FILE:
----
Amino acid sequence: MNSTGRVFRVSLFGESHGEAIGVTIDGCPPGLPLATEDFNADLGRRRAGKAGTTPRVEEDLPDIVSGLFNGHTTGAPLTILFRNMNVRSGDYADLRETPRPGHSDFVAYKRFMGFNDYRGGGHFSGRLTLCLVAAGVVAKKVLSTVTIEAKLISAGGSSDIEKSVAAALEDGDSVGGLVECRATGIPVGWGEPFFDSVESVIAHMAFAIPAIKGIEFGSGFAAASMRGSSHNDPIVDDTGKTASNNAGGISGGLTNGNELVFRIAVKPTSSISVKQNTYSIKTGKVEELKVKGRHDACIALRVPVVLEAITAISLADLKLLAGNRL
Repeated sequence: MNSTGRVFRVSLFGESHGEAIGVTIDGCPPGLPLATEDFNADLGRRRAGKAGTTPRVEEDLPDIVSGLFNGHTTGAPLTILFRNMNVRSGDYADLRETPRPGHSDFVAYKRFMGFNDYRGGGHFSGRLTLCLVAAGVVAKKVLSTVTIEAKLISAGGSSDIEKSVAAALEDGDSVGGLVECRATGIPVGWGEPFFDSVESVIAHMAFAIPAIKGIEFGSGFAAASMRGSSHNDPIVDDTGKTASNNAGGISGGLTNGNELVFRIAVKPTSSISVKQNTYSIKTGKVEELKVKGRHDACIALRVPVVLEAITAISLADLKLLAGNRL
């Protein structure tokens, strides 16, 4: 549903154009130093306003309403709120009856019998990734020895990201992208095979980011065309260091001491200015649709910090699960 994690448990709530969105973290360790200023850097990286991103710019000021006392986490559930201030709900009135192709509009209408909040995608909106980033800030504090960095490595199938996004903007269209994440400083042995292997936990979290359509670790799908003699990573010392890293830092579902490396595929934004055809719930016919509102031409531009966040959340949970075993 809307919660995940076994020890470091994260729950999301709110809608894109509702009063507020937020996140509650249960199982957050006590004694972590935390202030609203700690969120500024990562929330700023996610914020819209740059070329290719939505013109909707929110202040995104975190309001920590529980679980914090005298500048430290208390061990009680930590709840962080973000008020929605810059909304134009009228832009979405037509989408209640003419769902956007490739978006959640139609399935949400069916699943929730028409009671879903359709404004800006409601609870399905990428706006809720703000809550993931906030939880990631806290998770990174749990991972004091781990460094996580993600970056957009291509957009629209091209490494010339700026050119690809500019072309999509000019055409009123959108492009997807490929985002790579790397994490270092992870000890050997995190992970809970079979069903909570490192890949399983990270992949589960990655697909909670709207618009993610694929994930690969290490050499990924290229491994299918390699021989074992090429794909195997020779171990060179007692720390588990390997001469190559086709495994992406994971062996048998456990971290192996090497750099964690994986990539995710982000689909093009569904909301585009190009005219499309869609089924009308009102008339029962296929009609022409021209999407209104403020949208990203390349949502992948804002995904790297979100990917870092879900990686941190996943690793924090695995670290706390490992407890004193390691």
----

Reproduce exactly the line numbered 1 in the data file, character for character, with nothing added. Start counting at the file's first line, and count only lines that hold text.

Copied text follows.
Amino acid sequence: MNSTGRVFRVSLFGESHGEAIGVTIDGCPPGLPLATEDFNADLGRRRAGKAGTTPRVEEDLPDIVSGLFNGHTTGAPLTILFRNMNVRSGDYADLRETPRPGHSDFVAYKRFMGFNDYRGGGHFSGRLTLCLVAAGVVAKKVLSTVTIEAKLISAGGSSDIEKSVAAALEDGDSVGGLVECRATGIPVGWGEPFFDSVESVIAHMAFAIPAIKGIEFGSGFAAASMRGSSHNDPIVDDTGKTASNNAGGISGGLTNGNELVFRIAVKPTSSISVKQNTYSIKTGKVEELKVKGRHDACIALRVPVVLEAITAISLADLKLLAGNRL